Sunday, 9 November 2008

Shameless Nostalgia Corner - Sound Design in Stoppit & Tidyup

Have you ever sat through the perennial pub conversation-o-round that is "do you remember kids show X?"? Man, oh man they're annoying. Most of the time they're nothing more than deja-vu trip through previous near-identical conversations you've sat through many times before - an exercise in consensus-building, if you like, a do-it-yourself companion piece to all those "top 100" shows which spend so much time informing the viewer of television's great moments passed (the Blue Peter shitting elephant, all of Tiswas, Button Moon etc).

Nostalgia, in short. And though nostalgia has been around for over a hundred years (and it was better in the old days), more recent nostalgia is the worst of all, a cheap way of filling time with old news, numbed to the misery of the present.

So please, then, forgive me this self-inflicted gunshot in my own hypocritical foot for this post, which is about an animated children's series from the 1980s called Stoppit & Tidyup.

The cartoon was narrated by xenophobic national treasure Terry Wogan, and featured a cast of characters called things like Clean Your Teeth, Don't Do That and Eat Your Greens. Each episode centred around the two main characters Stoppit & Tidyup; Stoppit was the devilish, ill-behaved monster, the thorn in the side of Tidyup, the series' sensible, anti-litter moral compass. Each episode saw the two of them in the Land of Do As You're Told (listen, no-one said it was subtle) getting into various standard-but-nonstandard kiddy cartoon scrapes. You'd say it was surreal, if the term 'surreal' hadn't been devalued to the point of ridiculousness. Anyway, it was all quite a merry set of tales, with a kind of lilting, ironic tone throughout and the kind of gentle pacing which, it has to be said, you rarely see in kids TV 'these days'. Fun, as the saying goes, for kids and adults alike.

Far and beyond this however, the real revelation is the way the show sounds- the voices of all the characters (provided by the winningly-named Terry Brain) and the lo-fi, sometimes concrète-ish sound effects are all cheerfully jump-cut, giving the whole production a kind of freewheeling anarchic feel. And of course there's the theme tune, similar to an Art Of Noise cutup rhythm track, in that it's made up of essentially non-musical slices of information organised to somehow form something maddeningly catchy, and mildly addictive. Great stuffs.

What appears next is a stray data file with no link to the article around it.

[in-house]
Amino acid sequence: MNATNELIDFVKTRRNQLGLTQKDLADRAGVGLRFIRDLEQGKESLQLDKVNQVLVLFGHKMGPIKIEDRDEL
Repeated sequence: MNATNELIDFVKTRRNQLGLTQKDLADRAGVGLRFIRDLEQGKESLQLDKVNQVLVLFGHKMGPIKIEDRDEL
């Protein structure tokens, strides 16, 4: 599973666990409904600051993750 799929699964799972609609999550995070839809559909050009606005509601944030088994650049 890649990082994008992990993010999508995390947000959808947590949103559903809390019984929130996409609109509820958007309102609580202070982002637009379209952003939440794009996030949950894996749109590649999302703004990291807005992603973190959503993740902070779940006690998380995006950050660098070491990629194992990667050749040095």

Anyway, here's episode 1:

As you can tell, the plots were sketchy to say the least, but sonically - musically - there's plenty of slapdash beauty in each episode. Tidyup's foghorn voice is just lovely - awkward and full of a kind of melancholy, made funny by the animated character's bovine smile. Stoppit's frantic high-pitch squabbling is the perfect wordless distillation of A.D.D. mania, and the bees - oh, the bees! Isn't there something kind of sinister about the noise these two make, with their anuses for mouths and their blank, droning hovering? Brilliant. My suspicion is that Terry Brain made most of the character sounds using his mouth alone, and sped them up in his Atari ST or something.

All the episodes of S&T have been uploaded onto the ForeverNet by YouTube user SpeedoJoe, along with a music video from Finnish folk-metal band Korpiklaani (?!). Other notable (sound-wise) characters are Say Please, Don't Do That (who, like the bees, would sound great on a loop) and also the one-line cameo from the "squeaky old weed" in episode 2. check them out if you like.

Trawling for more stuff, I dug up this clip from Rolf's Cartoon Club, which features the creators of Stoppit & Tidyup showing how they animated some of the characters, and also their MIDI sound-editing software in action on the much more famous Trap Door (That's The Trap Door to you by the way), itself probably one of the 'most cited' works in any booze-fuelled kids telly round-up. That's another story though, and one I can't quite bring myself to go into. Look them up for yourself.

(Note that even Rolf's show has a pretty natty theme tune... but then Rolf has always been a slightly out-there musician).

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